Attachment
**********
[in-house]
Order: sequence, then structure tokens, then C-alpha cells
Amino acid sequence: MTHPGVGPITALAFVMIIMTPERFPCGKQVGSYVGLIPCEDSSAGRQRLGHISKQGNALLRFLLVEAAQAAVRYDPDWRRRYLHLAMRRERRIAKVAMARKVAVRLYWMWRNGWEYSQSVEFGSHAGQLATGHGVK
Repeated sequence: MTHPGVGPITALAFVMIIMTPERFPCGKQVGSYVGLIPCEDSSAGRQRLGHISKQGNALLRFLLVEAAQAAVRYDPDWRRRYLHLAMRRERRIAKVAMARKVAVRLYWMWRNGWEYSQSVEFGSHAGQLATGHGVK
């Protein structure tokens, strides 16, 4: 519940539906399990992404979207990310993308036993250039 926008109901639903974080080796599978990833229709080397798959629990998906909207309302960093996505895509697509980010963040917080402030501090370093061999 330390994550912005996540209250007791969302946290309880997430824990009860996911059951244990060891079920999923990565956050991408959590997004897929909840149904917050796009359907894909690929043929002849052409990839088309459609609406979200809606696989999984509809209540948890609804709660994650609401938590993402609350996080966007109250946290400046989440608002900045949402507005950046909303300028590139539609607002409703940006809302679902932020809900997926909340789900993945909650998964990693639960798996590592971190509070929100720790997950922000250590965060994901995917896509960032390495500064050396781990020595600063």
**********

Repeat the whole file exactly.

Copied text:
[in-house]
Order: sequence, then structure tokens, then C-alpha cells
Amino acid sequence: MTHPGVGPITALAFVMIIMTPERFPCGKQVGSYVGLIPCEDSSAGRQRLGHISKQGNALLRFLLVEAAQAAVRYDPDWRRRYLHLAMRRERRIAKVAMARKVAVRLYWMWRNGWEYSQSVEFGSHAGQLATGHGVK
Repeated sequence: MTHPGVGPITALAFVMIIMTPERFPCGKQVGSYVGLIPCEDSSAGRQRLGHISKQGNALLRFLLVEAAQAAVRYDPDWRRRYLHLAMRRERRIAKVAMARKVAVRLYWMWRNGWEYSQSVEFGSHAGQLATGHGVK
């Protein structure tokens, strides 16, 4: 519940539906399990992404979207990310993308036993250039 926008109901639903974080080796599978990833229709080397798959629990998906909207309302960093996505895509697509980010963040917080402030501090370093061999 330390994550912005996540209250007791969302946290309880997430824990009860996911059951244990060891079920999923990565956050991408959590997004897929909840149904917050796009359907894909690929043929002849052409990839088309459609609406979200809606696989999984509809209540948890609804709660994650609401938590993402609350996080966007109250946290400046989440608002900045949402507005950046909303300028590139539609607002409703940006809302679902932020809900997926909340789900993945909650998964990693639960798996590592971190509070929100720790997950922000250590965060994901995917896509960032390495500064050396781990020595600063």